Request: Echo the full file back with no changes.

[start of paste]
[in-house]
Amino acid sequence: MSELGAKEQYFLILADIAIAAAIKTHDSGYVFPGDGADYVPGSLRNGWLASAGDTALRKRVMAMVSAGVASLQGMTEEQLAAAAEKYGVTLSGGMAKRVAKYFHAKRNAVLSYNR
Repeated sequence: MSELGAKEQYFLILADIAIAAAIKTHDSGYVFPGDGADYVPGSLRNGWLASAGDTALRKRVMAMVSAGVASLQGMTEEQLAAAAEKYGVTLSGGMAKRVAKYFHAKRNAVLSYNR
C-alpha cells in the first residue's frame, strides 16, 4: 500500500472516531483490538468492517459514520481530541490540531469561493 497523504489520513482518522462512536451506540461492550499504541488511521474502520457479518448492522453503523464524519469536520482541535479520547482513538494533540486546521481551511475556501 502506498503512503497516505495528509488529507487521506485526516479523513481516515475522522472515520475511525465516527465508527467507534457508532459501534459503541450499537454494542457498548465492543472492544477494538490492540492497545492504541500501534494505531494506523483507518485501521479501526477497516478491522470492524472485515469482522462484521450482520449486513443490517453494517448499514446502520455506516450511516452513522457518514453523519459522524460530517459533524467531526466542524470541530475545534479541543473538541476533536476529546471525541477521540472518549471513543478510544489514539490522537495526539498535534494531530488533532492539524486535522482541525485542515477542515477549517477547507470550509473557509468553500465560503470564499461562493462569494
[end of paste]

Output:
[in-house]
Amino acid sequence: MSELGAKEQYFLILADIAIAAAIKTHDSGYVFPGDGADYVPGSLRNGWLASAGDTALRKRVMAMVSAGVASLQGMTEEQLAAAAEKYGVTLSGGMAKRVAKYFHAKRNAVLSYNR
Repeated sequence: MSELGAKEQYFLILADIAIAAAIKTHDSGYVFPGDGADYVPGSLRNGWLASAGDTALRKRVMAMVSAGVASLQGMTEEQLAAAAEKYGVTLSGGMAKRVAKYFHAKRNAVLSYNR
C-alpha cells in the first residue's frame, strides 16, 4: 500500500472516531483490538468492517459514520481530541490540531469561493 497523504489520513482518522462512536451506540461492550499504541488511521474502520457479518448492522453503523464524519469536520482541535479520547482513538494533540486546521481551511475556501 502506498503512503497516505495528509488529507487521506485526516479523513481516515475522522472515520475511525465516527465508527467507534457508532459501534459503541450499537454494542457498548465492543472492544477494538490492540492497545492504541500501534494505531494506523483507518485501521479501526477497516478491522470492524472485515469482522462484521450482520449486513443490517453494517448499514446502520455506516450511516452513522457518514453523519459522524460530517459533524467531526466542524470541530475545534479541543473538541476533536476529546471525541477521540472518549471513543478510544489514539490522537495526539498535534494531530488533532492539524486535522482541525485542515477542515477549517477547507470550509473557509468553500465560503470564499461562493462569494